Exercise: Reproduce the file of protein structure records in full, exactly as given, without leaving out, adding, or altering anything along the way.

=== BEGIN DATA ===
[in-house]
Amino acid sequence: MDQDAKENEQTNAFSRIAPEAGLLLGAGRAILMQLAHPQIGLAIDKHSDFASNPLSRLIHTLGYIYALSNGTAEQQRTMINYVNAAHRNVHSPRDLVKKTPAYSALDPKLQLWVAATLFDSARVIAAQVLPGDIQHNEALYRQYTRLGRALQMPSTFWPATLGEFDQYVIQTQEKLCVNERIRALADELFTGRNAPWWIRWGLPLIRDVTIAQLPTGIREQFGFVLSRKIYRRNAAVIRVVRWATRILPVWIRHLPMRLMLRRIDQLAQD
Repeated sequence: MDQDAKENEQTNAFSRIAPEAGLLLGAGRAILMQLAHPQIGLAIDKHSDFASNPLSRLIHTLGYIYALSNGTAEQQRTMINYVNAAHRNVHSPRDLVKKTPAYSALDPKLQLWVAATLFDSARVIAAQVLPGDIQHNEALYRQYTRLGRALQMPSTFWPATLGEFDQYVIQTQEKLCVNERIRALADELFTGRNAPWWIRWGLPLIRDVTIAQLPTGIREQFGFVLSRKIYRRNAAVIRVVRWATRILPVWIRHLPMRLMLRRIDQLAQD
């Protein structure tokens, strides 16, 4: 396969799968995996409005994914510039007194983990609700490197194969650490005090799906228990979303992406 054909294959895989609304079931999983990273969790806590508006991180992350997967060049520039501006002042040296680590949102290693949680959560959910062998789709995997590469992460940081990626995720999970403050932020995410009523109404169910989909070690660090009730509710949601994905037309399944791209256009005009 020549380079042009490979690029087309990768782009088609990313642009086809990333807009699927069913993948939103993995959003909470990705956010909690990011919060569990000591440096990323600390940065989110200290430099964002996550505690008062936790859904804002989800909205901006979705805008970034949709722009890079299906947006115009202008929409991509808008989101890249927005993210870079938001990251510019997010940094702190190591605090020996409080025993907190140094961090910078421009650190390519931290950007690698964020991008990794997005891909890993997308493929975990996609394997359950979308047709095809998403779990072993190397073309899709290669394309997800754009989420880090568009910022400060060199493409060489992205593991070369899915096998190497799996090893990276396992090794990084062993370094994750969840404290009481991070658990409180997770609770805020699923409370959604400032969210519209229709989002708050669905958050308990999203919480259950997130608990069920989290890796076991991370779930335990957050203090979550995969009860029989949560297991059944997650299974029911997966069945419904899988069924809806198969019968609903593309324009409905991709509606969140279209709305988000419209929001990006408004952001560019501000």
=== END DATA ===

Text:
[in-house]
Amino acid sequence: MDQDAKENEQTNAFSRIAPEAGLLLGAGRAILMQLAHPQIGLAIDKHSDFASNPLSRLIHTLGYIYALSNGTAEQQRTMINYVNAAHRNVHSPRDLVKKTPAYSALDPKLQLWVAATLFDSARVIAAQVLPGDIQHNEALYRQYTRLGRALQMPSTFWPATLGEFDQYVIQTQEKLCVNERIRALADELFTGRNAPWWIRWGLPLIRDVTIAQLPTGIREQFGFVLSRKIYRRNAAVIRVVRWATRILPVWIRHLPMRLMLRRIDQLAQD
Repeated sequence: MDQDAKENEQTNAFSRIAPEAGLLLGAGRAILMQLAHPQIGLAIDKHSDFASNPLSRLIHTLGYIYALSNGTAEQQRTMINYVNAAHRNVHSPRDLVKKTPAYSALDPKLQLWVAATLFDSARVIAAQVLPGDIQHNEALYRQYTRLGRALQMPSTFWPATLGEFDQYVIQTQEKLCVNERIRALADELFTGRNAPWWIRWGLPLIRDVTIAQLPTGIREQFGFVLSRKIYRRNAAVIRVVRWATRILPVWIRHLPMRLMLRRIDQLAQD
């Protein structure tokens, strides 16, 4: 396969799968995996409005994914510039007194983990609700490197194969650490005090799906228990979303992406 054909294959895989609304079931999983990273969790806590508006991180992350997967060049520039501006002042040296680590949102290693949680959560959910062998789709995997590469992460940081990626995720999970403050932020995410009523109404169910989909070690660090009730509710949601994905037309399944791209256009005009 020549380079042009490979690029087309990768782009088609990313642009086809990333807009699927069913993948939103993995959003909470990705956010909690990011919060569990000591440096990323600390940065989110200290430099964002996550505690008062936790859904804002989800909205901006979705805008970034949709722009890079299906947006115009202008929409991509808008989101890249927005993210870079938001990251510019997010940094702190190591605090020996409080025993907190140094961090910078421009650190390519931290950007690698964020991008990794997005891909890993997308493929975990996609394997359950979308047709095809998403779990072993190397073309899709290669394309997800754009989420880090568009910022400060060199493409060489992205593991070369899915096998190497799996090893990276396992090794990084062993370094994750969840404290009481991070658990409180997770609770805020699923409370959604400032969210519209229709989002708050669905958050308990999203919480259950997130608990069920989290890796076991991370779930335990957050203090979550995969009860029989949560297991059944997650299974029911997966069945419904899988069924809806198969019968609903593309324009409905991709509606969140279209709305988000419209929001990006408004952001560019501000």